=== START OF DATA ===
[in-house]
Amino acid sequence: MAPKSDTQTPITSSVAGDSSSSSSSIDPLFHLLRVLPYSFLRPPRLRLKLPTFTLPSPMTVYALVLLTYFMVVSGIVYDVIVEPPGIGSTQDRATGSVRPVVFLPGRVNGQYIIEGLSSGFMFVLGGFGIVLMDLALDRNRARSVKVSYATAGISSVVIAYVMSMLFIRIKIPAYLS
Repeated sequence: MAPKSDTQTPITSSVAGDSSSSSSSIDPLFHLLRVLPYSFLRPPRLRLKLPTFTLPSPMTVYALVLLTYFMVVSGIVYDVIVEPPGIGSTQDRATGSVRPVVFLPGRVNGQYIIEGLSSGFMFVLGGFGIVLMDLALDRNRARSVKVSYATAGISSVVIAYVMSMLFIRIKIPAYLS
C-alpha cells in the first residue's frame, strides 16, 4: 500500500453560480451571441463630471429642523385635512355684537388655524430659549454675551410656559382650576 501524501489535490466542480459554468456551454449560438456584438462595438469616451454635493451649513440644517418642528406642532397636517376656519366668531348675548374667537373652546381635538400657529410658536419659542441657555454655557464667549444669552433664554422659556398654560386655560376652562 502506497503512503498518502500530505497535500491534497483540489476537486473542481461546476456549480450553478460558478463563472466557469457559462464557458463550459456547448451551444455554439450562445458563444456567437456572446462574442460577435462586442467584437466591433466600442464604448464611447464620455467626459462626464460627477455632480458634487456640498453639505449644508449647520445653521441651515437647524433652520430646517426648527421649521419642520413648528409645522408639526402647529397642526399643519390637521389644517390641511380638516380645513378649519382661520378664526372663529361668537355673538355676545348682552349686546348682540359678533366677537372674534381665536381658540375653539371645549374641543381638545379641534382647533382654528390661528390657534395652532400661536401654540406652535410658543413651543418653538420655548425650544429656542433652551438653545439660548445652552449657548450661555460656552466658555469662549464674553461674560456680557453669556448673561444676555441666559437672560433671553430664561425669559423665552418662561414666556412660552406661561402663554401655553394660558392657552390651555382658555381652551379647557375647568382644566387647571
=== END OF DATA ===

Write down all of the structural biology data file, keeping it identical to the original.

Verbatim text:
[in-house]
Amino acid sequence: MAPKSDTQTPITSSVAGDSSSSSSSIDPLFHLLRVLPYSFLRPPRLRLKLPTFTLPSPMTVYALVLLTYFMVVSGIVYDVIVEPPGIGSTQDRATGSVRPVVFLPGRVNGQYIIEGLSSGFMFVLGGFGIVLMDLALDRNRARSVKVSYATAGISSVVIAYVMSMLFIRIKIPAYLS
Repeated sequence: MAPKSDTQTPITSSVAGDSSSSSSSIDPLFHLLRVLPYSFLRPPRLRLKLPTFTLPSPMTVYALVLLTYFMVVSGIVYDVIVEPPGIGSTQDRATGSVRPVVFLPGRVNGQYIIEGLSSGFMFVLGGFGIVLMDLALDRNRARSVKVSYATAGISSVVIAYVMSMLFIRIKIPAYLS
C-alpha cells in the first residue's frame, strides 16, 4: 500500500453560480451571441463630471429642523385635512355684537388655524430659549454675551410656559382650576 501524501489535490466542480459554468456551454449560438456584438462595438469616451454635493451649513440644517418642528406642532397636517376656519366668531348675548374667537373652546381635538400657529410658536419659542441657555454655557464667549444669552433664554422659556398654560386655560376652562 502506497503512503498518502500530505497535500491534497483540489476537486473542481461546476456549480450553478460558478463563472466557469457559462464557458463550459456547448451551444455554439450562445458563444456567437456572446462574442460577435462586442467584437466591433466600442464604448464611447464620455467626459462626464460627477455632480458634487456640498453639505449644508449647520445653521441651515437647524433652520430646517426648527421649521419642520413648528409645522408639526402647529397642526399643519390637521389644517390641511380638516380645513378649519382661520378664526372663529361668537355673538355676545348682552349686546348682540359678533366677537372674534381665536381658540375653539371645549374641543381638545379641534382647533382654528390661528390657534395652532400661536401654540406652535410658543413651543418653538420655548425650544429656542433652551438653545439660548445652552449657548450661555460656552466658555469662549464674553461674560456680557453669556448673561444676555441666559437672560433671553430664561425669559423665552418662561414666556412660552406661561402663554401655553394660558392657552390651555382658555381652551379647557375647568382644566387647571